A headphone control reverse mode is provided specifically for on-air television applications where a headset with boom microphone is used. The reverse mode ensures that no matter which headset orientation is used by the talent, the two "pots" controlling the external sources will always work intuitively. This will result in a comfortable work environment, allowing the "left" control to impact the level to the talent's left ear while the "right" control impacts the right.
The sidetone level control is dedicated to adjusting the level of the mic audio signal that's routed to the headphone outputs. Configuration switches allow which of the headphone outputs—left, right, or both—will receive the sidetone signal. When the sidetone level control is set to its minimum position the sidetone level is always set to be fully muted. Provision has been made to support applications where a monaural cue feed is desired. A configuration switch allows the summing (combining) of the selected left and right headphone sources. In addition to creating a dual-channel mono output it also allows the level controls to be configured as a simple 3-channel mixer.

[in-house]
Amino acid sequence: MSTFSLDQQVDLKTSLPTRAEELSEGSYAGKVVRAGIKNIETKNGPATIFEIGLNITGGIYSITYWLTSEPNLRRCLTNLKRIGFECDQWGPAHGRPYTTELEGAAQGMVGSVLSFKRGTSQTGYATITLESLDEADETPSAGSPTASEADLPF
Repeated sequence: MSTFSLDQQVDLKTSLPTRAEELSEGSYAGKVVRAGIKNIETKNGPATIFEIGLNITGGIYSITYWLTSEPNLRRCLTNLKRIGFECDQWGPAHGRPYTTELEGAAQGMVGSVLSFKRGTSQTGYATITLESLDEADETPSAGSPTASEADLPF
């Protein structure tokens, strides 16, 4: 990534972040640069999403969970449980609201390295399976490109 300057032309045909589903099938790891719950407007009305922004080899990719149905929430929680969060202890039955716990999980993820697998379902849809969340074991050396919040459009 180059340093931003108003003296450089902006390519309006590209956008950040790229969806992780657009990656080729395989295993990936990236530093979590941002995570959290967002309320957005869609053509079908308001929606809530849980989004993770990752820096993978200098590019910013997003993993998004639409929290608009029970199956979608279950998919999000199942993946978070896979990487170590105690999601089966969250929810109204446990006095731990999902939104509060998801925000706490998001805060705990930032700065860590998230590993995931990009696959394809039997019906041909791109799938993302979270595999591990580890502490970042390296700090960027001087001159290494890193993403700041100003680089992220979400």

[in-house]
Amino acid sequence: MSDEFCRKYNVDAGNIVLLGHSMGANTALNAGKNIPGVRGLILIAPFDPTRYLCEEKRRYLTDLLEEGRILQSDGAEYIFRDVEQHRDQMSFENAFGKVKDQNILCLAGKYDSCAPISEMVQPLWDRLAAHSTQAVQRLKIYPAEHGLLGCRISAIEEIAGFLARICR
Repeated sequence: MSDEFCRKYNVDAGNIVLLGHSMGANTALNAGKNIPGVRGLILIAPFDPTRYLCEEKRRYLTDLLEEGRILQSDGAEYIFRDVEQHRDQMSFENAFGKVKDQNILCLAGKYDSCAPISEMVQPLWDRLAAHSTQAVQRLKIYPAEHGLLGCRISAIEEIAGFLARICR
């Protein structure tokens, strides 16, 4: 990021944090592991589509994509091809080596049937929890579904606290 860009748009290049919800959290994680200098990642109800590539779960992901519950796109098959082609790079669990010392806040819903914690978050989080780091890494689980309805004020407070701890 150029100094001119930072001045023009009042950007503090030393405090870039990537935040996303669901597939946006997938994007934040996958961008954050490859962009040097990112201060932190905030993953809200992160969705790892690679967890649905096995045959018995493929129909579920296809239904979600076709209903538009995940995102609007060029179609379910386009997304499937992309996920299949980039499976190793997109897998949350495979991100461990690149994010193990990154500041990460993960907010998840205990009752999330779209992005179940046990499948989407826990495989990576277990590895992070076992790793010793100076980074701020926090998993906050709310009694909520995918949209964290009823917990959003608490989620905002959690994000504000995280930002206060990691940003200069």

The headphone output is optimized to meet the needs of contemporary headphones and headsets. Specifically, the output circuits act as voltage, rather than power, drivers. In this configuration they can provide high output levels with very low distortion and noise, along with minimal current consumption. The output circuits are configured to safely drive stereo or mono loads. This ensures that all types of headphones, headsets, and earpieces can be directly connected.